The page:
Nanking Massacre denial  

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Train wreck at Montparnasse (October 22, 1895) by Studio Lévy and Sons.
Train wreck at Montparnasse (October 22, 1895) by Studio Lévy and Sons.

Nanking Massacre denial is a viewpoint, which disputes the fact that Imperial Japanese forces murdered hundreds of thousands of Chinese soldiers and civilians during the Second Sino-Japanese War, and is a highly controversial episode in Sino-Japanese relations. Despite the popularity of denialism in Japan, it is considered as a revisionist viewpoint and is not accepted in mainstream academia, even within Japanese academia. Most historians accept the findings of the Tokyo tribunal with respect to the scope and nature of the atrocities committed by the Imperial Japanese Army after the Battle of Nanking. In Japan, however, there has been a heated debate over the extent and nature of the massacre. Because denial of the massacre is seen as part of an overall unwillingness on Japan's part to admit and apologize for its aggression, debate over the massacre, or a perceived insensitivity regarding the killings, complicates relations between Japan and China.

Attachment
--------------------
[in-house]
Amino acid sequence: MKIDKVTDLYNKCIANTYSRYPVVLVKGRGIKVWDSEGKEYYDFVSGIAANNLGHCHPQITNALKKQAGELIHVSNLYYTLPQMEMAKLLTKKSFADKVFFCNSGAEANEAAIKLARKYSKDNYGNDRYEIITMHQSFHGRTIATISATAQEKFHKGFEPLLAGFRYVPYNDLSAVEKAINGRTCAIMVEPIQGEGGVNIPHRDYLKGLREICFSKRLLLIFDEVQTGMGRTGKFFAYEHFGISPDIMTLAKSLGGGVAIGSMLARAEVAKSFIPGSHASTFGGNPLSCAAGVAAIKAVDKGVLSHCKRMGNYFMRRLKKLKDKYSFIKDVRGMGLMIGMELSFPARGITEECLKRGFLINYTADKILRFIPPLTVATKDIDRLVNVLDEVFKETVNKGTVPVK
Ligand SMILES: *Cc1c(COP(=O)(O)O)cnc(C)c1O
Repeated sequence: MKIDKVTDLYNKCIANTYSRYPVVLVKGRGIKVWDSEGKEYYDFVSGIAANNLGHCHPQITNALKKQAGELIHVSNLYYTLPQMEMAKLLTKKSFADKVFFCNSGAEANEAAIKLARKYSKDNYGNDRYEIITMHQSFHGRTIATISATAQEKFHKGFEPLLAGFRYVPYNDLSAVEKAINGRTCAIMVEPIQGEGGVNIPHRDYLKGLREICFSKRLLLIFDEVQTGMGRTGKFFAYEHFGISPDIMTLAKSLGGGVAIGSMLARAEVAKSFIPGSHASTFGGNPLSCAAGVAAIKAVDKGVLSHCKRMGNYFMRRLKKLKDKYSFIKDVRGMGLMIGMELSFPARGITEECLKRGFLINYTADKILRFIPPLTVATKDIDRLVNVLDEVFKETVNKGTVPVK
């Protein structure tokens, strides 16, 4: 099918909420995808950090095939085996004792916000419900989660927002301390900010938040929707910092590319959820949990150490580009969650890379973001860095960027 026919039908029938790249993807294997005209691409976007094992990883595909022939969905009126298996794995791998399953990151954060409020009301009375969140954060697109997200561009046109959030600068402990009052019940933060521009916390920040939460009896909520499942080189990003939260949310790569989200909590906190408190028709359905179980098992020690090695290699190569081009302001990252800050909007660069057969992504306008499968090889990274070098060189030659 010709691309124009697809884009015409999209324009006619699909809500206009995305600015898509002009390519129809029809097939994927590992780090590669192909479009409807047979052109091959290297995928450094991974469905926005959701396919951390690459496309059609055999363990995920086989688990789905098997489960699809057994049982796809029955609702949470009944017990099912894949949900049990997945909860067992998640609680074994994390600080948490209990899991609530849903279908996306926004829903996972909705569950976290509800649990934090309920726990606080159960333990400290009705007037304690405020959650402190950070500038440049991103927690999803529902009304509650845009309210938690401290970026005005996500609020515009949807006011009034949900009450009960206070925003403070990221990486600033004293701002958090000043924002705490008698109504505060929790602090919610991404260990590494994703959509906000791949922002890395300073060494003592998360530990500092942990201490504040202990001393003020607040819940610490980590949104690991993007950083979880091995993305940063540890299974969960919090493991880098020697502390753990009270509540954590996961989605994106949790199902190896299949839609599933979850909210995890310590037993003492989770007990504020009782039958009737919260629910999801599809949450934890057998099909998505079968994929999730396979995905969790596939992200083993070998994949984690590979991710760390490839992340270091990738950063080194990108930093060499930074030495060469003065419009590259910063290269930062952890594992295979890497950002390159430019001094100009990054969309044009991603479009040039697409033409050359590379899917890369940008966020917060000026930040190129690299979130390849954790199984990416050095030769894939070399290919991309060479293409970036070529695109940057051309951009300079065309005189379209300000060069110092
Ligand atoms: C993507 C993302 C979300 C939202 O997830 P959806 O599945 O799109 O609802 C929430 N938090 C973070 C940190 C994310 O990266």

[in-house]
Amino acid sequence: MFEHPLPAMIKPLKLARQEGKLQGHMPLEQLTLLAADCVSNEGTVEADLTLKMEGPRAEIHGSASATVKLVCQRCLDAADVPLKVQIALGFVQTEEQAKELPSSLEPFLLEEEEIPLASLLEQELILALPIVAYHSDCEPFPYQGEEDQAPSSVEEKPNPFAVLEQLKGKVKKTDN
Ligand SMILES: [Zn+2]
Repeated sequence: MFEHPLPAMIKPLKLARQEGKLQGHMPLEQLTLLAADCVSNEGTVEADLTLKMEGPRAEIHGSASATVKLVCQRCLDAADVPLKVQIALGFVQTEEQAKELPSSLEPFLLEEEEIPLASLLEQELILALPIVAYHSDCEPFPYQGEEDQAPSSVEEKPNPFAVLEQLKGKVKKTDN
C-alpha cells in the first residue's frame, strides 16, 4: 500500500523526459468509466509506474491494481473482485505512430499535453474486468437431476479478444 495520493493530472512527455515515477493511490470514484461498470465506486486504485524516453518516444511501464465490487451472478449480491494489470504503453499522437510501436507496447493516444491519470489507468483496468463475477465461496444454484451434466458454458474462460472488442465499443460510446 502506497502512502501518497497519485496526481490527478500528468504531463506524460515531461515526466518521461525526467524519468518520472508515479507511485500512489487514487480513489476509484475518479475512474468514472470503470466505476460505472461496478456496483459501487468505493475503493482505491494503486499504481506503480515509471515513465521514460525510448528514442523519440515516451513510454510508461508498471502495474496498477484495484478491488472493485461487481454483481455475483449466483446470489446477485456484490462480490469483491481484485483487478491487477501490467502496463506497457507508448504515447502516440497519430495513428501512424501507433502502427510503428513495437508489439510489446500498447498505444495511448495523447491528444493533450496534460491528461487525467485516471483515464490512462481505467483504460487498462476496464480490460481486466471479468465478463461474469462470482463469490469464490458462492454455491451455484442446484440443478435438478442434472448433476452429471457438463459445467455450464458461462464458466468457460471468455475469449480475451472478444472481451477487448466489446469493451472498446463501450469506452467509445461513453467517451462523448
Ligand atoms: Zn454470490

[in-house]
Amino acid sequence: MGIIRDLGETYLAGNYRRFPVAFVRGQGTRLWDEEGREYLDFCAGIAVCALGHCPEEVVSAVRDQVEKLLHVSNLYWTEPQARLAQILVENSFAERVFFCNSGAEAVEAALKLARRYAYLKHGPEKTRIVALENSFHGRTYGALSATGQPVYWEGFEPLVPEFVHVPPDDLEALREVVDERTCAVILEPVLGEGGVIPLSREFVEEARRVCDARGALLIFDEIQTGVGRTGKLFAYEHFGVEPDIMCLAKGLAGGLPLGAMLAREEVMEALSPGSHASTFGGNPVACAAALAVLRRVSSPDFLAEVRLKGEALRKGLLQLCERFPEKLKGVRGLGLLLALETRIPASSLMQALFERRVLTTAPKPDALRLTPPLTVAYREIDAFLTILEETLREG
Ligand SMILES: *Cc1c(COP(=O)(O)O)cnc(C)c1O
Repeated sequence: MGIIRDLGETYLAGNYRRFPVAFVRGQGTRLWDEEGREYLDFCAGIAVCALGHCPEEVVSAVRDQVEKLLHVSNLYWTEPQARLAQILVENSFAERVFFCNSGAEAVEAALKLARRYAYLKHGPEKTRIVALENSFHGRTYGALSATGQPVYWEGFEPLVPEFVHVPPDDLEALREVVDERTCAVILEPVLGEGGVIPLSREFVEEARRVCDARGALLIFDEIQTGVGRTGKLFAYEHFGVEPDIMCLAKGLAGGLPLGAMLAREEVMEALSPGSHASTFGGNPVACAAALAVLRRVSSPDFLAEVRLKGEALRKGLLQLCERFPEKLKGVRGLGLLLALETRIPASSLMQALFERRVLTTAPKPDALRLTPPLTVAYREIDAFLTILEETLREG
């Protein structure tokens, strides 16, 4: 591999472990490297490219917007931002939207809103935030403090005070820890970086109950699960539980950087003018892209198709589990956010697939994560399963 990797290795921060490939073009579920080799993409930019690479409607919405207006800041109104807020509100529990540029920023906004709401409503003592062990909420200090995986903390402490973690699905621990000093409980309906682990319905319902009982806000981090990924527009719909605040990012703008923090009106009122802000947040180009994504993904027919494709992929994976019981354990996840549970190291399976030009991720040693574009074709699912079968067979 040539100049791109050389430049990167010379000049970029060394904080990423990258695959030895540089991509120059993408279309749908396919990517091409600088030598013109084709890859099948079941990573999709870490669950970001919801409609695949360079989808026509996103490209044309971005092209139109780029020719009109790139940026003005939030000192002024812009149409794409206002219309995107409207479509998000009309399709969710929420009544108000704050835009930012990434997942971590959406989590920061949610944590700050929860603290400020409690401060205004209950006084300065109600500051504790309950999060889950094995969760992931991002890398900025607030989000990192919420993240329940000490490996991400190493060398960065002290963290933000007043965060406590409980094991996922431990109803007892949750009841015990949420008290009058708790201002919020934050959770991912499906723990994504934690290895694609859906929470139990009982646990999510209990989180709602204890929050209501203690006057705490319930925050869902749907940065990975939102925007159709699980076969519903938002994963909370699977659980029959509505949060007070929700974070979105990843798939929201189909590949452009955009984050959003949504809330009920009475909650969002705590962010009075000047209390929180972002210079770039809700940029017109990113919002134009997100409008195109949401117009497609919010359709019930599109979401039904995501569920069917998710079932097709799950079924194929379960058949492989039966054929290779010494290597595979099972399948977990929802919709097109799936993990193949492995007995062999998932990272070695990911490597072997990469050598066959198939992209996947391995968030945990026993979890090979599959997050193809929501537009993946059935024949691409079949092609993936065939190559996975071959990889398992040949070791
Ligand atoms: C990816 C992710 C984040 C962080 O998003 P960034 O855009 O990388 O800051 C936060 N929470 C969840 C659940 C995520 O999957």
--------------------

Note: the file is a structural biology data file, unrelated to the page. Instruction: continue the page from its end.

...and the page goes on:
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Unless indicated otherwise, the text in this article is either based on Wikipedia article "Nanking Massacre denial" or another language Wikipedia page thereof used under the terms of the GNU Free Documentation License; or on original research by Jahsonic and friends. See Art and Popular Culture's copyright notice.

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